We often discuss ways that you can enhance your global content strategy – but before you can improve, you first need to know where you’re starting from. Without a comprehensive understanding of your current global content landscape, it’s impossible to determine what’s currently working, what needs improving, and which initiatives would yield the greatest ROI. This is where a global content audit comes in.
By performing a deep dive into all of your content and processes across lines of business and languages, you can see exactly what material you have and how it fits together. At Rubric, content audits are a part of our overall process, and they are among our most effective tools for identifying client pain points, and helping them deliver a consistent, high-quality customer experience across all of their content.
The value of content audits
A global content audit will deliver value across the entire content lifecycle – from the initial design and authoring stages, all the way to translation, review, and delivery. By gaining oversight of the entire end-to-end process, you will be able to make iterative improvements at every step, which add up to major efficiencies and higher quality content.
Here are some practical examples of potential outcomes:
Increased content reuse –
When you take stock of your entire body of content, chances are that you will find instances where similar things are repeated across different deliverables with minor variations. Moving forwards, you can use a glossary or PIM system
to ensure that these common phrases and sentences are instead repeated exactly
. Precise content reuse can drastically cut translation costs, and also improve consistency across outputs.
Breaking down silos
– When different departments create and localize content in isolation, it leads to inconsistency that compromises the user journey. Considering your global content landscape as a whole will make it easy to identify where inconsistencies arise, enabling you to zero in on problematic silos
Smarter source content –
A strong global content strategy is about more than just translation. Looking at the complete content lifecycle will position you to more effectively factor localization priorities into the initial authoring stage. Authoring with localization in mind
is how you can make some of the largest efficiency gains, and it will unlock major savings down the line on translations.
These are just a few examples of the benefits a content audit can deliver, and best of all, these outcomes needn’t be one-off improvements. Content audits can – and should – be repeated regularly, enabling you to continuously iterate and refine your strategy.
Measure impact and iterate
Just like with any new initiative, it’s critical to measure the impact of any changes you make to your tools or processes as a result of a content audit. How much money did you save? By how much did you cut localization times? These metrics will demonstrate which changes were the most successful, and you can use that insight to drive future decision-making in a cycle of ongoing improvement. It’s all well and good to theorize about expected benefits, but there’s no substitute for real data from real projects.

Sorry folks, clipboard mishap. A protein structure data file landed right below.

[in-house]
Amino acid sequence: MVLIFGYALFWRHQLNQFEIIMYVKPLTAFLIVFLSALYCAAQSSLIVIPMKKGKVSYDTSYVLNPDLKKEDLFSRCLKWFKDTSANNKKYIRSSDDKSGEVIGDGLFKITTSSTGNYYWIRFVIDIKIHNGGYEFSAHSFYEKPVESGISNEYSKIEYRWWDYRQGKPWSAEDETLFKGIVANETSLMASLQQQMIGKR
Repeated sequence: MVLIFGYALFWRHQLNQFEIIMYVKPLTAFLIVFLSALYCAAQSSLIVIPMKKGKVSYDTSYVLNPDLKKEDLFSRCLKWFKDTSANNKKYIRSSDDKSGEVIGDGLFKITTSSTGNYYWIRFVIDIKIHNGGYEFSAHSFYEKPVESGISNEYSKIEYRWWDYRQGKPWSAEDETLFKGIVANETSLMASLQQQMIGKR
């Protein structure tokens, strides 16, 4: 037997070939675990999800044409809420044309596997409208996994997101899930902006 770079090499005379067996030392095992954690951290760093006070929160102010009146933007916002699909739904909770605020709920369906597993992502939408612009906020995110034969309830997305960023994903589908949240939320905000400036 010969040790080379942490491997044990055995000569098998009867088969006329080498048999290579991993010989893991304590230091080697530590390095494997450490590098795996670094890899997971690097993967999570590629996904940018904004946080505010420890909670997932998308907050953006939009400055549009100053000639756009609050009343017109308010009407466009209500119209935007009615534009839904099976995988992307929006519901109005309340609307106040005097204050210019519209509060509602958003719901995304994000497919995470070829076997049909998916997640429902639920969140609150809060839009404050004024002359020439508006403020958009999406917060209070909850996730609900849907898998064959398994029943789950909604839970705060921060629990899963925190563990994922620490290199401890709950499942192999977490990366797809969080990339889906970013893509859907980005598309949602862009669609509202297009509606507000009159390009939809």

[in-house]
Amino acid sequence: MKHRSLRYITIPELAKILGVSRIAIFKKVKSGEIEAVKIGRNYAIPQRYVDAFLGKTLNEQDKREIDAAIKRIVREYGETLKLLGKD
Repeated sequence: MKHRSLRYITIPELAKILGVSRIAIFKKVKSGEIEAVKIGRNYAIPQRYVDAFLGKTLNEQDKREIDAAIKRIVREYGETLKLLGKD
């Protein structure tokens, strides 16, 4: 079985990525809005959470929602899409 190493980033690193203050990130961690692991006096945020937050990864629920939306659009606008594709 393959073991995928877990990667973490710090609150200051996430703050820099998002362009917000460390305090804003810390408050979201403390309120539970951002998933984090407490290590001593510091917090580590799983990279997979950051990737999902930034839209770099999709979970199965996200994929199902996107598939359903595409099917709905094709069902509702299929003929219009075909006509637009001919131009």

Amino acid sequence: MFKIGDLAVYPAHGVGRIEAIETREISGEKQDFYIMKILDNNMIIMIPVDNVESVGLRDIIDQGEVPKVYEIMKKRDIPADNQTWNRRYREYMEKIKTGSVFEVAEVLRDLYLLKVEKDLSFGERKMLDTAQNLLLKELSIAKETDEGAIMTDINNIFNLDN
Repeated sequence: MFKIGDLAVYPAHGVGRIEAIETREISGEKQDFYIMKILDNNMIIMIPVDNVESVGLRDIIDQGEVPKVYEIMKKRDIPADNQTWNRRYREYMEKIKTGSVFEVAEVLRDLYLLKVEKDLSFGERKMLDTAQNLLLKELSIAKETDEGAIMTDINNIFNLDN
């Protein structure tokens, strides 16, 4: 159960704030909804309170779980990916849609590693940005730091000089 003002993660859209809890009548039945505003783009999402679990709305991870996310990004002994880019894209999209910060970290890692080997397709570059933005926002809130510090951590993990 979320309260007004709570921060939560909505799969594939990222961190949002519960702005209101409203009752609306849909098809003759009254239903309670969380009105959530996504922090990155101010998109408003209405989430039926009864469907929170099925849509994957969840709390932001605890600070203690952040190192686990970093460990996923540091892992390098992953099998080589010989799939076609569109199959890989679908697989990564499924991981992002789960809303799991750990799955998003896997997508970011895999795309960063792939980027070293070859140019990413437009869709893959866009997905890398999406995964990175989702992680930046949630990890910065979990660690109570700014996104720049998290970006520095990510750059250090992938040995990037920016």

This is a large part of why we follow an iterative approach to content audits, implementing a small number of self-contained changes each time. If you make too many changes at once, it becomes impossible to determine the impact of each initiative.
The iterative methodology also helps our clients ensure that their localization practices keep pace with their evolving global content requirements. Content landscapes are always changing, so we’re constantly looking at both our client’s processes and our own for opportunities to improve. As priorities shift, we can suggest the most relevant changes, and we’re always on the lookout for low-hanging fruit that can be tackled easily for high ROI.
When to audit
It can be valuable to launch a content audit at any time, and it can be particularly efficient to perform audits alongside other major changes to your organization
. For example, business transformations, such as M&As, will require you to assess your global content anyway, so you can do a full audit and kill two birds with one stone.
Naturally, a content audit will be most effective when performed in collaboration with your global content partner, since they will have the experience to identify issues and recommend best practices, and they can make changes to their own internal processes to better support your business. The earlier you can perform a content audit alongside your localization partner, the better – but in our experience, we’re able to achieve the best outcomes once we’re fully onboarded with a client across all the departments involved in their content lifecycle.
Do you want some quick tips to get more from your translated content?